Thursday, January 8, 1863

58 Yankee cavalry passed by. The morning was red. It soon clouded up and a little before noon it commenced snowing.

Saturday, January 10, 1863

Last night was very clear and starry above. Now about eight stars are shining above. We covered up our wheat in the pen and in the stack. The boys hauled a couple of loads of straw, shucked some corn in the barn. In the afternoon they cleaned one of the stables.

Wednesday, January 21, 1863

A real winter day, rain, hail and snow. The chimneys were burnt. Some corn run through the fan. Corn house over shilling room leveled so as to hold more corn. The stables cleaned and racks filled with straw and chaff. My hands and wrists pretty sore from shucking corn.

Saturday, January 31, 1863

A mild and pleasant day. I went to a shoemaker’s and was halted at the crossroads going towards Flowing Springs by a Dutch (German) cavalryman. He wanted to know who I was, where I was going and did I know a Mr. Leavell. Giving him answers he told me I might go. He had his revolver drawn. Mr. Sampson put a patch on my boots.

Saturday, February 14, 1863

The day raw and cloudy. I went over to Duffield’s after I had opened the trench around the west side of the corn house. Mrs. Aglionby returned from Baltimore in the train. Her trunk and some things were brought home in the cart.

Sunday, February 22, 1863

Sunday being the anniversary of the birth of Washington is also the Lord’s Day.

Snowy all day and best part of the day. The snow is about ten inches deep and cold and dry. We all stayed home today and read and improved ourselves according to our various tastes and sense of duty. After reading the Lessons etc. for the day I read the memoirs of Mrs. Anne Page by Dr. Charles Andrews.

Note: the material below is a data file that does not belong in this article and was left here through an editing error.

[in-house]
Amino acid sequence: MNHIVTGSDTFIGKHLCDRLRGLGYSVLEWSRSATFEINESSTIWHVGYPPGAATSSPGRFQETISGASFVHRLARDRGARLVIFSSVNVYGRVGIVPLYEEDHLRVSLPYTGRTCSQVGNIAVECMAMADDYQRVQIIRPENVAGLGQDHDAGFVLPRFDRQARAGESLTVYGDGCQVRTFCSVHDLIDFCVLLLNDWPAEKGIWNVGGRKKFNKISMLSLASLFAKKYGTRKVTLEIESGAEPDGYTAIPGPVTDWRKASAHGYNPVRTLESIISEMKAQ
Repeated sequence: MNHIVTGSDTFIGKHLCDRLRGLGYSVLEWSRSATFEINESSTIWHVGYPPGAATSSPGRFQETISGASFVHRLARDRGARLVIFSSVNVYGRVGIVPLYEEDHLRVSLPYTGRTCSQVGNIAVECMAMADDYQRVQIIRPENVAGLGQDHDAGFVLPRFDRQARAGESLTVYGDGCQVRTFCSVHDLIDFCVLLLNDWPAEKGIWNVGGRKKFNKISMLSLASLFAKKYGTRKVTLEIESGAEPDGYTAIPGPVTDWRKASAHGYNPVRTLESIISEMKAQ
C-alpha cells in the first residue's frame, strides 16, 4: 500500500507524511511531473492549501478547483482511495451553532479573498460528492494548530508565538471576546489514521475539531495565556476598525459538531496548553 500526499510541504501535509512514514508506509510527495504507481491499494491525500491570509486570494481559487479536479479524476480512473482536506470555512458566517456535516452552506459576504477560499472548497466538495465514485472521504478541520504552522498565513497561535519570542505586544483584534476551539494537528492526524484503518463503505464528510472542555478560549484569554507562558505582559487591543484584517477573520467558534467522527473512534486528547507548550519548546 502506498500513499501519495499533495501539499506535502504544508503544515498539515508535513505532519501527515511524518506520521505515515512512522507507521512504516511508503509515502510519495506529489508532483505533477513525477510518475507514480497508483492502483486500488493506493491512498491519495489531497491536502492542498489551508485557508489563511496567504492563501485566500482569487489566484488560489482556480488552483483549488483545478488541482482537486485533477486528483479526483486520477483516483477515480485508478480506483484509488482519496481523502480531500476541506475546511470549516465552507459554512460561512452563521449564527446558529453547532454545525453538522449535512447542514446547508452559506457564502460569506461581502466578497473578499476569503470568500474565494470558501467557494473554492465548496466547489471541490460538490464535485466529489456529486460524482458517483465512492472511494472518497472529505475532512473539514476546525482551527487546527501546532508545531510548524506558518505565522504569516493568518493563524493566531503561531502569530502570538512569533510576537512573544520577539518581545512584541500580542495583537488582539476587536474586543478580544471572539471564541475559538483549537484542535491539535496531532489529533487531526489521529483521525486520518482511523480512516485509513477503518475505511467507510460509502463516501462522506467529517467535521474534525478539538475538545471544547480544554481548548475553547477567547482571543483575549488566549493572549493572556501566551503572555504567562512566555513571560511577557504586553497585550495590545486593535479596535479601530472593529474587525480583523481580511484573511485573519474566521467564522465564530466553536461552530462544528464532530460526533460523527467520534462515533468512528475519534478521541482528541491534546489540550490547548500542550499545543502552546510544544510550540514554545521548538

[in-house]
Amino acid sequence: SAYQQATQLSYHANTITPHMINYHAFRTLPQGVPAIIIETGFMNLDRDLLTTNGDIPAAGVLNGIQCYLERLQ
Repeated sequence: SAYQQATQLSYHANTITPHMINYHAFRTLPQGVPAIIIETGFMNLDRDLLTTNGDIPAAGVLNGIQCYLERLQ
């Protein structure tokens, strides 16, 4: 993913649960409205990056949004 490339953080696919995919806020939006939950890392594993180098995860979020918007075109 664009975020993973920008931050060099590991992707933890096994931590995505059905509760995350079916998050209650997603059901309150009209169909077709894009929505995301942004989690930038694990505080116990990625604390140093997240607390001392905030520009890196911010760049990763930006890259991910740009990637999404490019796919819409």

Wednesday, March 4, 1863

This day two years ago Abraham Lincoln was inaugurated President of the United States. What a change has come over the face of this once happy country. How altered are the households and relations of every man in the country. What an expenditure of blood and treasure. For how long will it continue? The Lord save us from man. Make an end of this bloodshed and carnage. Forgive us if we have abused our privileges. Restore the land once more to peace and let us once more travel in the road leading to prosperity and happiness. Let the hatchet be buried, the sword turned into plowshare. Let the lion lay down with the lamb and let everyone lay down under his own vine and fig tree and no one to make him afraid or ashamed.

Thursday, March 5, 1863

It has been a very pretty day. The wagon and boys hauled four loads of fodder. Ralf at posts. John went to mill after dinner. Ralf and John hauled some straw and chaff. I stayed at home, fixed some physic for rats in the corn house, fixed the upper door under the shed in the spilling department and raked up when the hands were loading.

Wednesday, March 25, 1863

Last night much rain – heavy shower before breakfast. It cleared off handsomely. The hands went into the woods with their axes. In the evening, John went to the mill and the two other boys filled the racks. Ralf, the Madam and I trimmed the grape vines.

Tuesday, April 7, 1863

Last night, Mrs. Aglionby and I had a very anxious night about our little daughter – early in the morning we sent Frank off for the doctor. He and the Dr. came to a second breakfast. Doctor Mason seemed alarmed at her symptoms and cupped and blistered her immediately and left medicines to take until tomorrow morning. Her disease is bronchitis.

Wednesday, April 8, 1863

. . .The Dr. came to breakfast and found Nettie much better. . .

Thursday, April 9, 1863

This turned out to be a very pretty day. The hands hauled manure. Ralf mended the garden fence. I rode out to dinner with Col. Yates and called by my mother’s and sister Beall’s. Saw the town garrisoned with Union soldiers.

Saturday, April 11, 1863

The weather pleasant. The hands sowed clover seed in the forenoon, in the afternoon some manure from before the stable doors, and filled the racks. Mrs. Aglionby had her gang in the garden. I helped her to spin. She sowed some peas.

Tuesday, April 14, 1863

This has been a pretty day. We went on with plowing, spreading manure, etc. I walked out into the fields this morning and evening and inspected matters.